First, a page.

Power of the Pen
by Elizabeth Horner
Greenville Junior High hosted this year’s “District Power of the Pen
Competition”. Thanks to the Greenville City School’s Board,
Superintendent Susie Riegal and Principal David Peltz for their support
and for allowing this event to take place in Greenville this year. Many
thanks to: Mrs. Elaine Bailey for her tireless effort to support this
program and coordinating this event; the Best of Round judges Kathleen
Nealeigh, Bob Robinson and Michael Sexton; volunteers Tricia Seubert,
Kelsi Meyer, Greenville Key Club, Debate Club and Quiz Bowl Team; Polly
Ruedebusch, Sue Coppess, Lori Moore, Kelly Tanner, and all the writing
team coaches and students that participated in the tournament. A
special thanks to my mom, Ruby, who served as the parent coordinator
for the Greenville Team.
Sixteen schools and 74 seventh and 82 eighth grade students
participated. Greenville Junior High was represented by five 8th
grade students: Christal Smith who took the overall third place trophy,
Leslie Logan and Sammy Lobenstein who received ribbons as “Qualifiers”
and will advance to the POP Regional Competition with Christal Smith.
Jennie Hoehn and Trey Morton received scores with “Honors”.
Other students from Darke County that placed are: Caroline
Praker, no.11 (Versailles); and Kelly Snyder, no. 12 (De Colores);
Morgan Turpen, no. 13 (Versailles). In the 7th grade division,
Franklin Monroe Sophie Fig placed no. 16. Other Darke County
school qualifiers for the regional competitions are: Seventh
grade: Brenden Rismiller, Madison Collins, and Hannah Green
(Franklin Monroe); Chance Garber and Ashley Littlepage (Missisinawa
Valley); Quincy Baltes, Samantha Ruuner, and Maddy Rickett
(Versailles). Eighth grade: Hannah Cloyd, Rachel Remencus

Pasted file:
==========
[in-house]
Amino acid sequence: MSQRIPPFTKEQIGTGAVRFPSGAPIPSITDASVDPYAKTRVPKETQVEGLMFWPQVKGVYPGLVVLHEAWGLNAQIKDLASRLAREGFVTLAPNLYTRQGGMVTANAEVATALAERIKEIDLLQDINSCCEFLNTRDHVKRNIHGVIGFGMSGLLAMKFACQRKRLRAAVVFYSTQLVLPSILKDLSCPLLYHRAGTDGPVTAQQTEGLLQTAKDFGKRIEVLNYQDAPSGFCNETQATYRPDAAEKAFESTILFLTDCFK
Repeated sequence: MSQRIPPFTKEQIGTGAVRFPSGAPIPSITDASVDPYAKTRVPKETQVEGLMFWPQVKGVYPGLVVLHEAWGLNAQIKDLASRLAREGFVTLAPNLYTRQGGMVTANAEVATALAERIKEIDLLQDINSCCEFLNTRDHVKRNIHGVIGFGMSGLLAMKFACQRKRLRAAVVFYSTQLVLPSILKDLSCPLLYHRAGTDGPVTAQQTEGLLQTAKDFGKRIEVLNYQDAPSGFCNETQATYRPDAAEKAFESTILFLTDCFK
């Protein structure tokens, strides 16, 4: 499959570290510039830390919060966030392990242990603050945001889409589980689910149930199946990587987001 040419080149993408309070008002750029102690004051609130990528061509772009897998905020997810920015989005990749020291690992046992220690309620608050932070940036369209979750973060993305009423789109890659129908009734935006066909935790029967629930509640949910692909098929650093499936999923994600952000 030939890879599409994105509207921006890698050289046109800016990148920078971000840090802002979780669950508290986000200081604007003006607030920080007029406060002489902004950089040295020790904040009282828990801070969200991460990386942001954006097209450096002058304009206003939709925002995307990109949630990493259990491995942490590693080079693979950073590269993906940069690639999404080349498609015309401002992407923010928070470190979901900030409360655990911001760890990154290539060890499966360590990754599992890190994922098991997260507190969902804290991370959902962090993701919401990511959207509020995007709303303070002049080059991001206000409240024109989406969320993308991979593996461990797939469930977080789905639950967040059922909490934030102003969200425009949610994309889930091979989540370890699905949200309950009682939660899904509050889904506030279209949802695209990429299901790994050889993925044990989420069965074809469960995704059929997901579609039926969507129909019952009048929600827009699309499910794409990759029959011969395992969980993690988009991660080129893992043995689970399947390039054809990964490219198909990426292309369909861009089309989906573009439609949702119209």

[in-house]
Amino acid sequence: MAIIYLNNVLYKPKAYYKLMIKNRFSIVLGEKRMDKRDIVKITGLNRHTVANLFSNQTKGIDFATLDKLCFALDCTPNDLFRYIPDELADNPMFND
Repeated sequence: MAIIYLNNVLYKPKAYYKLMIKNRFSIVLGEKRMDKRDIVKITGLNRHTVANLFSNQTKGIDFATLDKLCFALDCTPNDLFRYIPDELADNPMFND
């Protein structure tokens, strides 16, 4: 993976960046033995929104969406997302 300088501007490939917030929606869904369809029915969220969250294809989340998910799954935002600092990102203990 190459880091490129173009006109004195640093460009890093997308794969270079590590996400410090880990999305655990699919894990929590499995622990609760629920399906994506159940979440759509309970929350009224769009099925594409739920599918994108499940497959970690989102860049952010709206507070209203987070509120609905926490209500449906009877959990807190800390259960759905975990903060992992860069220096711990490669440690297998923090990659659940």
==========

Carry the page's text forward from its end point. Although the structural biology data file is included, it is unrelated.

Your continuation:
and Samantha Runner (De Colores); Quincy Warren (Missisinawa
Valley); Lindsey Didler and Morgan Turpen (Versailles). They all
deserve big congratulations! Let us wish them good luck as they
move to the regional level of competition on March 26!
believe very strongly that we need to cultivate communication and
writing proficiency in all of today’s youth as a vehicle to reach out
across space … and time. Most of us have read the works of
Shakespeare. The voices of great historians, philosophers, poets,
and novelists like Shakespeare --- have outlived the mediums upon which
they were writ. As the ambassadors of their time periods, we have their
words to shape our views of the past and give us those crucial insights
into their beliefs and culture. That is an awesome power--- to be
able to affect future generations’ way of thinking or looking at
things. Their work may amuse, enlighten, or frighten us--- but
their words are potent. I thank this community for allowing us,
your sons and daughters to have this opportunity.
also believe that everybody’s born with the ability to communicate
one’s views about the world through simple speech, humor, poetic
rhetoric, etc. Sometimes it takes a little push to get a person to
channel those skills onto paper. I know of a lot of amazing
English teachers who are good at prompting their students into finding
their own voices through writing. I have many of them to
thank. There are also various training methods out there to help
one enhance his/her writing skills. While coaching the Greenville
Junior High’s Power of the Pen team, I tested a few ideas with the team.
of my favorite exercises was like charades. Two kids were asked to act
out the same part --- to be a cat, George Washington, a snake….
Then the rest of the team voted on who performed his/her best by
describing why they say so. Now, you may ask, how does this help
teach writing skills? I wanted them to see the methods used to
communicate non-verbally with the audience, and then apply that to
their written work. Did they slink, strut, walk with feline grace,
etc? If good writing makes the reader form a picture in their
head, then why not start with the picture and work backwards?
also wanted their thoughts and hearts to spill onto the paper and into
the world around them. Words are basic requisites of life,
everything from giving a direction to the movie theater; recipes for
tonight’s dinner; statements that feed our soul; or providing one with
an outlet to express ones beliefs, experiences, and ideas. Written
words can be very powerful tool indeed, as Ms. Susie Riegel said in her
opening remarks during the event. I hope we, the youth, will
learn to use this power to serve our community and the greater good!